Time management is a big issue for adults with ADHD. Difficulties include keeping track of time, organizing and planning ahead. However, I have seen ADHD clients go from “no clue” to “super clued-in” in relation to time management. They become more organized than most people on this planet with or without ADHD.
Perhaps the biggest tip is to stop relying on your brain and start using external prompts. There is no shame in using agendas, lists, a calendar, even knots in handkerchiefs (ok, so that might not be THE beset strategy, but it is A strategy).
Below are three tools and resources to help you with your time management challenges.
- Buy an agenda. If you have tried them before and they haven’t worked for you, simply try again (even if the only reason is to humor me). You cannot be the organized person you are striving to be without an agenda. Whatever the time of year, they are always available in bookstores and office supply stores. Choose one that appeals to you, both in looks (bright pink, brown leather, etc.) and format. You might like a format with the whole week laid out on one page to get an overview of what your week looks like. Or you might prefer the page-a-day format. There is not one right answer, just your personal preference. With your new agenda, start writing down appointments that are with other people. These appointments could be work-related, personal self care (dentist, etc.) or fun personal dates such as seeing family and friends. When you start writing your appointments down, it gives you peace of mind since you know you aren’t going to forget anything. Seeing everything in black and white will also help you to organize your time and reduce your habit of being overly optimistic in what you can achieve.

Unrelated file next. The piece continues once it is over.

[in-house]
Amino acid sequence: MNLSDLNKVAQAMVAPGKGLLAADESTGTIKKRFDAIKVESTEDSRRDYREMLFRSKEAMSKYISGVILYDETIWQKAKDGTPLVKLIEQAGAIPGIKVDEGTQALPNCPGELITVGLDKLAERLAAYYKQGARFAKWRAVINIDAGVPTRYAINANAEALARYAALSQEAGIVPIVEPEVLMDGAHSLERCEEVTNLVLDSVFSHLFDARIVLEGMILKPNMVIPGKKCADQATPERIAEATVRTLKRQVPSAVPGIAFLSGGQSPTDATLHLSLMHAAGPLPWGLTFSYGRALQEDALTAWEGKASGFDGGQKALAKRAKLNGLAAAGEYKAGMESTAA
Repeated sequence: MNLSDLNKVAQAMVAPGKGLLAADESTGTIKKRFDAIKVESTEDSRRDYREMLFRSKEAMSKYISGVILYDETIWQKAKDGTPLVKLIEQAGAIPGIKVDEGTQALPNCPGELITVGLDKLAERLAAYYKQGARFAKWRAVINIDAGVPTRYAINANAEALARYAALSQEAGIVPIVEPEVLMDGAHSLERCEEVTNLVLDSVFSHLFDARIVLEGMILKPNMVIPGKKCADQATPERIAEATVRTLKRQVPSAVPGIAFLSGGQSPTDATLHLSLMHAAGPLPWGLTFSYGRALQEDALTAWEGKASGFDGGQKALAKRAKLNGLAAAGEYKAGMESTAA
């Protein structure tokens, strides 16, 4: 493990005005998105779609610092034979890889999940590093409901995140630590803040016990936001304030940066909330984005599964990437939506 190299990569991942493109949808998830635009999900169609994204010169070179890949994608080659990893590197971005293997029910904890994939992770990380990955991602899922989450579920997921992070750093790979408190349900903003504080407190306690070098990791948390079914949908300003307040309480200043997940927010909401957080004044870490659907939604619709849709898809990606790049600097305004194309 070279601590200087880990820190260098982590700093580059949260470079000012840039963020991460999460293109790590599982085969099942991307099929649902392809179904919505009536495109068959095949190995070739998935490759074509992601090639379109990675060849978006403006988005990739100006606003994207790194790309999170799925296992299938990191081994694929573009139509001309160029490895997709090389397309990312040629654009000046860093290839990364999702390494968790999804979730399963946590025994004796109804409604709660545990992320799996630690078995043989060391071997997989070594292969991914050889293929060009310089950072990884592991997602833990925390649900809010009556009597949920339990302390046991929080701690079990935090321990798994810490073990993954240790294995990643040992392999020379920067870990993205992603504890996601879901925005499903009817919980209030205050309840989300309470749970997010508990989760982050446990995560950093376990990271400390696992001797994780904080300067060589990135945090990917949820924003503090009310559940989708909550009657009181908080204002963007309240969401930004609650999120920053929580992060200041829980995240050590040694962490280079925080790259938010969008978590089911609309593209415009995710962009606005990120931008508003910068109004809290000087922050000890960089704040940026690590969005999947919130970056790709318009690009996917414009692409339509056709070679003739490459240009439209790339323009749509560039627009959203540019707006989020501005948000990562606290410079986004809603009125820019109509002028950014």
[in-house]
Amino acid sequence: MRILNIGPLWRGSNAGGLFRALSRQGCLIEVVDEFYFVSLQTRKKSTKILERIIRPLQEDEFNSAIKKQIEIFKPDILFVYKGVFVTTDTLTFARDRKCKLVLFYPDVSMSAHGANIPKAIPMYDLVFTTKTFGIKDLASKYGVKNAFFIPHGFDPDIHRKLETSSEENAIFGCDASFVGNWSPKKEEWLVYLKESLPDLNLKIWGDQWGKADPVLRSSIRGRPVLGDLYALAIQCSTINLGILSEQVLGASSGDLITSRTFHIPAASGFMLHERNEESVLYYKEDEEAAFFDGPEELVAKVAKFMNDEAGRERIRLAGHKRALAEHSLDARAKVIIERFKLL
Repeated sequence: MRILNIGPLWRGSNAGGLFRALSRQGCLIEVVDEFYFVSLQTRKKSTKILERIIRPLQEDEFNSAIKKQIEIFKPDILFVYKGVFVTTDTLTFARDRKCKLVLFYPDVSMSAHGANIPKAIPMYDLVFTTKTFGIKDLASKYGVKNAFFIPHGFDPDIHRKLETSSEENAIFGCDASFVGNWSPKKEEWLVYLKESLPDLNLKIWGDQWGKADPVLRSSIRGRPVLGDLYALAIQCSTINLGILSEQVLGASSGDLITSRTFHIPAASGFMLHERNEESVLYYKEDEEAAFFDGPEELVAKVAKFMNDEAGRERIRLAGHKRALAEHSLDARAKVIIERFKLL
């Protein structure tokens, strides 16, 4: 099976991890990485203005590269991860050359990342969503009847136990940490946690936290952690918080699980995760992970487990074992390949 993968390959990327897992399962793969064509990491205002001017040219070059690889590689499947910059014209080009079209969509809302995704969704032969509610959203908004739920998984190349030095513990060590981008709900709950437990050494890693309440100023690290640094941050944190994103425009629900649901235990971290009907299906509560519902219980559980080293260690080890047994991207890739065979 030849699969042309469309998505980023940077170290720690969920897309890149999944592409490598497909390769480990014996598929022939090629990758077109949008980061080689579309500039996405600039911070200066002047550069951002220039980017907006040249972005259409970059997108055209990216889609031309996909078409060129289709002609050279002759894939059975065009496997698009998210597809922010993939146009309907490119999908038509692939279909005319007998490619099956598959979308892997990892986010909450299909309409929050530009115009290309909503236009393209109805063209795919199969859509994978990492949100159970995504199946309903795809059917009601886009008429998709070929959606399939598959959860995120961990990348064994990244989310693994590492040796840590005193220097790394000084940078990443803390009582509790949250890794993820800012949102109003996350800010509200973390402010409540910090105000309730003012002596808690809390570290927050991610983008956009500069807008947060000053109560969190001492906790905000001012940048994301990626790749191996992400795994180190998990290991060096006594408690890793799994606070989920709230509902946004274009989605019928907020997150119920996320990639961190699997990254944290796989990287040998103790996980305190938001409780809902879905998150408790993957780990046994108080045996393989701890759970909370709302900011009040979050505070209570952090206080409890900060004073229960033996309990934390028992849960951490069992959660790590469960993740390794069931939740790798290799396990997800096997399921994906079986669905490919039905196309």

- Day to Day. I recommend clients write down in a separate notebook from their agenda, their “things to do” list. This list would include errands, shopping and other things that do not need to be done on a particular day. If you need to get a few staples from the supermarket but ended up working late, you still have the list for the next day. The list doesn’t include appointments as they are written in your agenda. If you are ready for something a little more advanced than a paper and pen “to do list” then check out http://www.rememberthemilk.com/. This is a great tool as it can be used on practically any digital device known to man. Whether you are a Blackberry lover or a Gmail fan, this will work for you.
- Overview. As well as knowing what is happening every day and weekly, it is also good to have an overview of the next six months. This is good when you are planning a vacation and larger projects, either at home or at work. Home might include painting the deck and a trip to the East Coast. Work might be creating a new website or preparing for a conference. To do this, print out a calendar from http://www.free-printable-calendars.com/. Again, choose your favorite format. You can print a few different calendars on different colored pages. For example, a green paged calendar for work, a pink paged calendar for your home projects or a gym schedule, etc. Use these calendars to plan and brainstorm your big picture stuff, when you would like to do what, but remember all your appointments with people, no matter what area of your life go in your agenda.
When you start to plan your time, it feels less constraining and more exciting. By planning your time, you get to choose what you want to do and make time for what is important to you.